When I had my interview with grieving councilor Corrie Sirota, she told me that there are different kinds of losses. If a child is closer to the parent who died it obviously will be very painful but there are other situations like if the child isn’t close to the parent who passed then it could lead to other development issues. They could never have the good relationship because they are no longer here. There are several losses, not just the loss of a parent but secondary losses as well. I never thought of it in that way. It is different dependent on gender, relationship, and temperament of the child. Support is necessary. She allowed me to realize the possibilities of grief and to allow people they are allowed to laugh.
This past summer I was a counsellor at camp. I learnt about the campers and their lives. One evening, there was a program where the campers would write to their parents at home. I decided to approach this eight year old girl who seemed awkward about this situation. She told me “she didn’t have a mom to write home to”. The one thing that I will always remember from this conversation was when I told her that I don’t have a mom she responded by saying “How are you so happy?”
As time moved on, I found out I have PTSD. Post-Traumatic Stress Disorder is the constant fear and reliving the situation of a terrifying event. I live in fear every day by having flashback to spending days and nights in the hospital, iodine smell, the syringes for the needles, the sound of the color codes on the intercom, seeing nurses and doctors run around during emergencies and especially the elevator that lead right to the palliative care sliding doors. Psychologist Angela Nickerson created a study examining the after effects of children after they deal with the death of a parent. It shows that psychological and mental disorders were presented such as PTSD and depression. It is more common to develop a disorder if the child was younger at the time of the event.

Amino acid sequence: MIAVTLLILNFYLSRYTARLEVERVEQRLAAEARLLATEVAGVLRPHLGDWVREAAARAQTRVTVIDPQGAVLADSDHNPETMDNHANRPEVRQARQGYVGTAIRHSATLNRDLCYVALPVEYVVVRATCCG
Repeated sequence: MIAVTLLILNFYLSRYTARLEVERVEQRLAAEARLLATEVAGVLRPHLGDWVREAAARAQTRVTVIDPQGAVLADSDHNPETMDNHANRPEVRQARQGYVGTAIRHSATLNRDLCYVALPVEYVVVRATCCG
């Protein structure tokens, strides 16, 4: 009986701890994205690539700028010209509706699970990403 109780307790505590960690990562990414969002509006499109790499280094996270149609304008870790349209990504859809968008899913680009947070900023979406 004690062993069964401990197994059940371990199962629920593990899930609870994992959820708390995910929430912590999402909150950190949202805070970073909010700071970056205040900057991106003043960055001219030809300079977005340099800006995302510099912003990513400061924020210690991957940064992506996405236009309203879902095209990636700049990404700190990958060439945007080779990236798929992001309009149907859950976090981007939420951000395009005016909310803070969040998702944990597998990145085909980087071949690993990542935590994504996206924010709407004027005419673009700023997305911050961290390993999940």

I remember waking up one morning having an amazing time with my friends at summer camp to in a couple milliseconds becoming this unique teenager and being judged and bullied for losing my mother. Grade nine was torture. People would make up rumors saying the only reason my mom died was to get away from me. Others knew I was vulnerable and alone so I thought they were being nice, boy was I wrong. I finally opened up and everything I said was turned against me. It made me scared to go to school because I was known as the girl with no mother. That is when I found out I had PTSD.
That is what triggered my English teacher to convince me to do the bereavement group. I remember so clearly what she said, you see what you’re going through there are over twenty five other students who feel that same way as you, where is the Maayan who is always there to help others. It was amazing running this group. Every Tuesday we would get together in a small rectangular room in the library for an hour to play some games and talk about different adventures we had with our parents. One memory that will always stay with me is the time I felt lucky. We all needed to bring a memento that we have from our parent that passed. People would bring dolls, shoes and pictures. Mine was special. After the Shiva House was over my mom’s best friend gave me a letter. Little did I know it was a letter my mom wrote me while she was in the hospital and I’ll treasure this letter forever. They told me how lucky I was to have this and at this moment I felt somewhere I belong.